Community response of microbial primary producers to salinity is primarily driven by nutrients in lakes

TitleCommunity response of microbial primary producers to salinity is primarily driven by nutrients in lakes
Publication TypeJournal Article
Year of Publication2019
AuthorsYue, L, Kong, W, Ji, M, Liu, J, Morgan-Kiss, RM
JournalScience of the Total Environment
Date Published12/2019
KeywordscbbL, lake waters, microbial primary producers, nutrient, salinity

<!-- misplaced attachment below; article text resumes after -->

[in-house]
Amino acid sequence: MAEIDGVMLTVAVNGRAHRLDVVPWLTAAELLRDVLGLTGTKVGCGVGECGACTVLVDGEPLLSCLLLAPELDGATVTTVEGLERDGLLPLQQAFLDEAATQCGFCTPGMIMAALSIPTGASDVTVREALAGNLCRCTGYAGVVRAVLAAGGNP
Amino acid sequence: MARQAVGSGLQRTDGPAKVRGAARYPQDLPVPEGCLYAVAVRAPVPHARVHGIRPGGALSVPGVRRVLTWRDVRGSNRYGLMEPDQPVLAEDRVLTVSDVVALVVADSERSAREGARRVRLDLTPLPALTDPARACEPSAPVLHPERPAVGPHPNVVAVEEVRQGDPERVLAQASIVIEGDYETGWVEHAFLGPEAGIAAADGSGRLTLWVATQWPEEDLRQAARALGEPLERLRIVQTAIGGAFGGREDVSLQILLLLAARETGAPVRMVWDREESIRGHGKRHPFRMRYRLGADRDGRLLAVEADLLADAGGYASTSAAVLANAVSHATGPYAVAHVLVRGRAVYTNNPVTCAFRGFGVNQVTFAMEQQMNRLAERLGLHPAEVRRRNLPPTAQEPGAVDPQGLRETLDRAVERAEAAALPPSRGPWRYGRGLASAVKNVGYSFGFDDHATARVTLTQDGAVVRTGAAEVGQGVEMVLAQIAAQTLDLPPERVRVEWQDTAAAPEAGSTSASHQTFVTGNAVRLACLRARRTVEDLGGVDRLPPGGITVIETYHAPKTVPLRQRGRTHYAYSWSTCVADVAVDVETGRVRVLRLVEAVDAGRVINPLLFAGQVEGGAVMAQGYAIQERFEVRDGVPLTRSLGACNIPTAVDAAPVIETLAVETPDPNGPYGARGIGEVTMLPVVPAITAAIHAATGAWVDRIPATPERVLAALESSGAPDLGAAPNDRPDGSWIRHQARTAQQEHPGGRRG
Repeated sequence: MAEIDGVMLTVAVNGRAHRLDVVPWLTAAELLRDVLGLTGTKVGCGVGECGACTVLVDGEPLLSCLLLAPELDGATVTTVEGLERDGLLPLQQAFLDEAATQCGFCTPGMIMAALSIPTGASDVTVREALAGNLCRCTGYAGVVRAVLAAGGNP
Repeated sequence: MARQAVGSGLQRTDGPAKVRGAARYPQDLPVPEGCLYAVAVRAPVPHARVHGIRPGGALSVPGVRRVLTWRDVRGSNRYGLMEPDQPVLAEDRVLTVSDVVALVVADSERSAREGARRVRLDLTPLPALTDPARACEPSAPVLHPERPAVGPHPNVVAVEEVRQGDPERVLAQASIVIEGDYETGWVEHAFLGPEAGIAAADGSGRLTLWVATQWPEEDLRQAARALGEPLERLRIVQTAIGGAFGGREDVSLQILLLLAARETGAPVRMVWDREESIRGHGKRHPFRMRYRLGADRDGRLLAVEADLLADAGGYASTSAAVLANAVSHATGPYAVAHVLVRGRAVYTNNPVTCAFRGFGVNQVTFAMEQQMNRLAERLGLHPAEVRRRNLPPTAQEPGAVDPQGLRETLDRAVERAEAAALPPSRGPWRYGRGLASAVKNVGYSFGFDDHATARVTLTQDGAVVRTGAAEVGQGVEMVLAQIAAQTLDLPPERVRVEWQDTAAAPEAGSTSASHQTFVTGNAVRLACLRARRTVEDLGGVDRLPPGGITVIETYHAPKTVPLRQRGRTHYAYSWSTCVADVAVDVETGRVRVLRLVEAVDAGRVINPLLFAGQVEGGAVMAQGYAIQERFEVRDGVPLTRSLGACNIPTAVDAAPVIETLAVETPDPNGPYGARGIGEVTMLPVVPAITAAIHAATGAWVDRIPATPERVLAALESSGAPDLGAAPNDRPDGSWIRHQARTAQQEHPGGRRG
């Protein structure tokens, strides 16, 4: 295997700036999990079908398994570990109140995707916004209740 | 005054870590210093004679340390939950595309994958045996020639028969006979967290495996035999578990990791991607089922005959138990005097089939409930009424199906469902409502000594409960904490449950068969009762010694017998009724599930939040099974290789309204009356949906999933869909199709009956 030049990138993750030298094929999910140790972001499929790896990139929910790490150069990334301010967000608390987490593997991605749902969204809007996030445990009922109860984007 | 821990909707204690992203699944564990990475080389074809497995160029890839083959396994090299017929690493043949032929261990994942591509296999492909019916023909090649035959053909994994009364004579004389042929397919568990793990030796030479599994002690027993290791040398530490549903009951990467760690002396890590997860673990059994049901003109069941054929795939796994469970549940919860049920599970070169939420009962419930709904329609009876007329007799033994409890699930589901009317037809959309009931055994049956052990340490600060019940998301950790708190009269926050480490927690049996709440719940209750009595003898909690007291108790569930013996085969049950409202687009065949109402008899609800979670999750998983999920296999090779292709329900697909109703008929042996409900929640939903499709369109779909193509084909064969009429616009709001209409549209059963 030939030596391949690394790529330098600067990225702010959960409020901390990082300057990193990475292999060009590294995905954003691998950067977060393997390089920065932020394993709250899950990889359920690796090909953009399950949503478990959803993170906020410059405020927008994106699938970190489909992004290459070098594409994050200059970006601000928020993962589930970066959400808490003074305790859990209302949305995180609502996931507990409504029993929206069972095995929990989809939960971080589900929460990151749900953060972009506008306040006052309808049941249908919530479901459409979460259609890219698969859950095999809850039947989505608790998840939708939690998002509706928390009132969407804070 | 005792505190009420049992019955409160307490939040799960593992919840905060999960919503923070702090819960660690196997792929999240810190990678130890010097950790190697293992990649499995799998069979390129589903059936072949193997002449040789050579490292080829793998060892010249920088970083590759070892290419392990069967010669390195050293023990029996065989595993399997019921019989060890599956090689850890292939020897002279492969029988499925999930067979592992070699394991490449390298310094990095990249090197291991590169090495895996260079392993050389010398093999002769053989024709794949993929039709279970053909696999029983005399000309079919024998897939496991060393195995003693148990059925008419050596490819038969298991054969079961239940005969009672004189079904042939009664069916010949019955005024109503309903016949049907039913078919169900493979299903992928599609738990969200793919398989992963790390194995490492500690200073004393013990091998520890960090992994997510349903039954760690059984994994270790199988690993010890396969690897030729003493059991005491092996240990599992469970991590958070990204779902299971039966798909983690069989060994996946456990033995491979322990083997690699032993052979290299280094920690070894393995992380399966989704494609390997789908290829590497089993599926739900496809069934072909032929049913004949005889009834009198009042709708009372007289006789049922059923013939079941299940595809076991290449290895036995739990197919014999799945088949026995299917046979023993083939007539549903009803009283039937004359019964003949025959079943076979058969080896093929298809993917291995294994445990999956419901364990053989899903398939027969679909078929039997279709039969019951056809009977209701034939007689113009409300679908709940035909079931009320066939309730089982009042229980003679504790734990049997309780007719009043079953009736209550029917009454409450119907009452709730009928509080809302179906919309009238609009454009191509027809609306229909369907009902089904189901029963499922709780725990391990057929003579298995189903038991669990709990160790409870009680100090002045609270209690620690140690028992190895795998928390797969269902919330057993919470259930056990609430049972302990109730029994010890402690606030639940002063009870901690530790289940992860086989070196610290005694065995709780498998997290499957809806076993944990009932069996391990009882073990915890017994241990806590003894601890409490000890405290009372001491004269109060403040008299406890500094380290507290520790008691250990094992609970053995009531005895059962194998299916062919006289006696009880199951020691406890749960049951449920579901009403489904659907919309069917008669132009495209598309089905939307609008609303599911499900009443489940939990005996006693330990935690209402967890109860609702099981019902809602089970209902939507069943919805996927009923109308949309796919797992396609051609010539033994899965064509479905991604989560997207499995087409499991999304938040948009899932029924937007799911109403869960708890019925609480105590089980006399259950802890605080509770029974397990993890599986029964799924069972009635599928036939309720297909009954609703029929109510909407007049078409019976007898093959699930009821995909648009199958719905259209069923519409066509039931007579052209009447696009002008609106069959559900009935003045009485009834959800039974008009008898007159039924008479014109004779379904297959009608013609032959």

Higher microbial diversity was frequently observed in saline than fresh waters, but the underlying mechanisms remains unknown, particularly in microbial primary producers (MPP). MPP abundance and activity are notably constrained by high salinity, but facilitated by high nutrients. It remains to be ascertained whether and how nutrients regulate the salinity constraints on MPP abundance and community structure. Here we investigated the impact of nutrients on salinity constraints on MPP abundance and diversity in undisturbed lakes with a wide salinity range on the Tibetan Plateau. MPP community was explored using quantitative PCR, terminal restriction fragment length polymorphism and sequencing of cloning libraries targeting form IC cbbL gene. The MPP community structure was sorted by salinity into freshwater (salinity<1‰), saline (1‰ < salinity<29‰) and hypersaline (salinity>29‰) lakes. Furthermore, while MPP abundance, diversity and richness were significantly constrained with increasing salinity, these constraints were mitigated by enhancing total organic carbon (TOC) and total nitrogen (TN) contents in freshwater and saline lakes. In contrast, the MPP diversity increased significantly with the salinity in hypersaline lakes, due to the mitigation of enhancing TOC and TN contents and salt-tolerant MPP taxa. The mitigating effect of nutrients was more pronounced in saline than in freshwater and hypersaline lakes. The MPP compositions varied along salinity, with Betaproteobacteria dominating both the freshwater and saline lakes and Gammaproteobacteria dominating the hypersaline lakes. We concluded that high nutrients could mitigate the salinity constraining effects on MPP abundance, community richness and diversity. Our findings offer a novel insight into the salinity effects on primary producers and highlight the interactive effects of salinity and nutrients on MPP in lakes. These findings can be used as a baseline to illuminate the effects of increased anthropogenic activities altering nutrient dynamics on the global hydrological cycle and the subsequent responses thereof by MPP communities.